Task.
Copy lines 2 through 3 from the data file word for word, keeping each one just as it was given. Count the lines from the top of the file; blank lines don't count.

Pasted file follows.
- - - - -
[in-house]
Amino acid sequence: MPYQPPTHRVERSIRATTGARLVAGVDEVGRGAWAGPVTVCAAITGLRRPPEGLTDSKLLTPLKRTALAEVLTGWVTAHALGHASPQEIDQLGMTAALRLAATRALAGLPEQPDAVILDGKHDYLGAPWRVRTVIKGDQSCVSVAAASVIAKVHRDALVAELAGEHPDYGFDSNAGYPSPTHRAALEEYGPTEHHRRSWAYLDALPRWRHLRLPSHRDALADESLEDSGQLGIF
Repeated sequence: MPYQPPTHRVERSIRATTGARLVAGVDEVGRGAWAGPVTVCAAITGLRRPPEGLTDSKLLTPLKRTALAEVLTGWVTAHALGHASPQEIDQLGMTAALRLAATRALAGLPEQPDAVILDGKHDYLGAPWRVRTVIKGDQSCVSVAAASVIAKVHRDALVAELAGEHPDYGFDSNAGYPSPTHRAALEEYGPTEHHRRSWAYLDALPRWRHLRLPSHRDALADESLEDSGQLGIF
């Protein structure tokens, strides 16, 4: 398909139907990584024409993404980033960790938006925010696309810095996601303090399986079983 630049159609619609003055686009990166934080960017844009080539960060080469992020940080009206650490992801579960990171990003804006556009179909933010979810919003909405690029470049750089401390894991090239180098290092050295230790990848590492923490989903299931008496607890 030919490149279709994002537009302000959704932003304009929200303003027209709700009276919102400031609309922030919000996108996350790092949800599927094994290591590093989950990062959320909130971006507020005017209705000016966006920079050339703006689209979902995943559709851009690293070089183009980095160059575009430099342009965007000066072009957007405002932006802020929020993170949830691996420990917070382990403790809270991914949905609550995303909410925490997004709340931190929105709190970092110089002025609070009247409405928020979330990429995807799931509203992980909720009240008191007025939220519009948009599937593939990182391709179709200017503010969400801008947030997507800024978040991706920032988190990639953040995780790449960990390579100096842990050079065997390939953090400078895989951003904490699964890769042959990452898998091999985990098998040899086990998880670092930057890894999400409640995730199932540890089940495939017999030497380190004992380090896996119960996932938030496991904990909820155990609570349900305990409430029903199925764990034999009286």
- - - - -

Amino acid sequence: MPYQPPTHRVERSIRATTGARLVAGVDEVGRGAWAGPVTVCAAITGLRRPPEGLTDSKLLTPLKRTALAEVLTGWVTAHALGHASPQEIDQLGMTAALRLAATRALAGLPEQPDAVILDGKHDYLGAPWRVRTVIKGDQSCVSVAAASVIAKVHRDALVAELAGEHPDYGFDSNAGYPSPTHRAALEEYGPTEHHRRSWAYLDALPRWRHLRLPSHRDALADESLEDSGQLGIF
Repeated sequence: MPYQPPTHRVERSIRATTGARLVAGVDEVGRGAWAGPVTVCAAITGLRRPPEGLTDSKLLTPLKRTALAEVLTGWVTAHALGHASPQEIDQLGMTAALRLAATRALAGLPEQPDAVILDGKHDYLGAPWRVRTVIKGDQSCVSVAAASVIAKVHRDALVAELAGEHPDYGFDSNAGYPSPTHRAALEEYGPTEHHRRSWAYLDALPRWRHLRLPSHRDALADESLEDSGQLGIF